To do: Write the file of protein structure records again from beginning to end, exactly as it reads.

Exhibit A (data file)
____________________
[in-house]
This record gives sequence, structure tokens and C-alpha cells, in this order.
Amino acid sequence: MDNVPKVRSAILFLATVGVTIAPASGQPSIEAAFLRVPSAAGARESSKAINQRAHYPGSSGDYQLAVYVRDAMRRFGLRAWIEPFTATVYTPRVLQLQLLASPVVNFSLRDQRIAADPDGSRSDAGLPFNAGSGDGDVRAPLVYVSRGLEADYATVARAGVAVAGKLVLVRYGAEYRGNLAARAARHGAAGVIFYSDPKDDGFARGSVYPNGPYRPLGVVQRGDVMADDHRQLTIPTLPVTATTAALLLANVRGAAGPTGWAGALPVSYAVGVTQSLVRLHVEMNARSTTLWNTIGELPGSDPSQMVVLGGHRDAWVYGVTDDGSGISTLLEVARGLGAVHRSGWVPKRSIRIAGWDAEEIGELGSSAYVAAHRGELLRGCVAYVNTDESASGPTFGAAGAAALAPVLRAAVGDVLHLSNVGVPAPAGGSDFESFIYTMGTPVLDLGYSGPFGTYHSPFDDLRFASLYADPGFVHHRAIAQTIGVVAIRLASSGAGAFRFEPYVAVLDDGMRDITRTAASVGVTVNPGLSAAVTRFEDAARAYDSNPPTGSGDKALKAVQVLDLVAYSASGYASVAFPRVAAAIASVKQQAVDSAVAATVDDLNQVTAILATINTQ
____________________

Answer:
[in-house]
This record gives sequence, structure tokens and C-alpha cells, in this order.
Amino acid sequence: MDNVPKVRSAILFLATVGVTIAPASGQPSIEAAFLRVPSAAGARESSKAINQRAHYPGSSGDYQLAVYVRDAMRRFGLRAWIEPFTATVYTPRVLQLQLLASPVVNFSLRDQRIAADPDGSRSDAGLPFNAGSGDGDVRAPLVYVSRGLEADYATVARAGVAVAGKLVLVRYGAEYRGNLAARAARHGAAGVIFYSDPKDDGFARGSVYPNGPYRPLGVVQRGDVMADDHRQLTIPTLPVTATTAALLLANVRGAAGPTGWAGALPVSYAVGVTQSLVRLHVEMNARSTTLWNTIGELPGSDPSQMVVLGGHRDAWVYGVTDDGSGISTLLEVARGLGAVHRSGWVPKRSIRIAGWDAEEIGELGSSAYVAAHRGELLRGCVAYVNTDESASGPTFGAAGAAALAPVLRAAVGDVLHLSNVGVPAPAGGSDFESFIYTMGTPVLDLGYSGPFGTYHSPFDDLRFASLYADPGFVHHRAIAQTIGVVAIRLASSGAGAFRFEPYVAVLDDGMRDITRTAASVGVTVNPGLSAAVTRFEDAARAYDSNPPTGSGDKALKAVQVLDLVAYSASGYASVAFPRVAAAIASVKQQAVDSAVAATVDDLNQVTAILATINTQ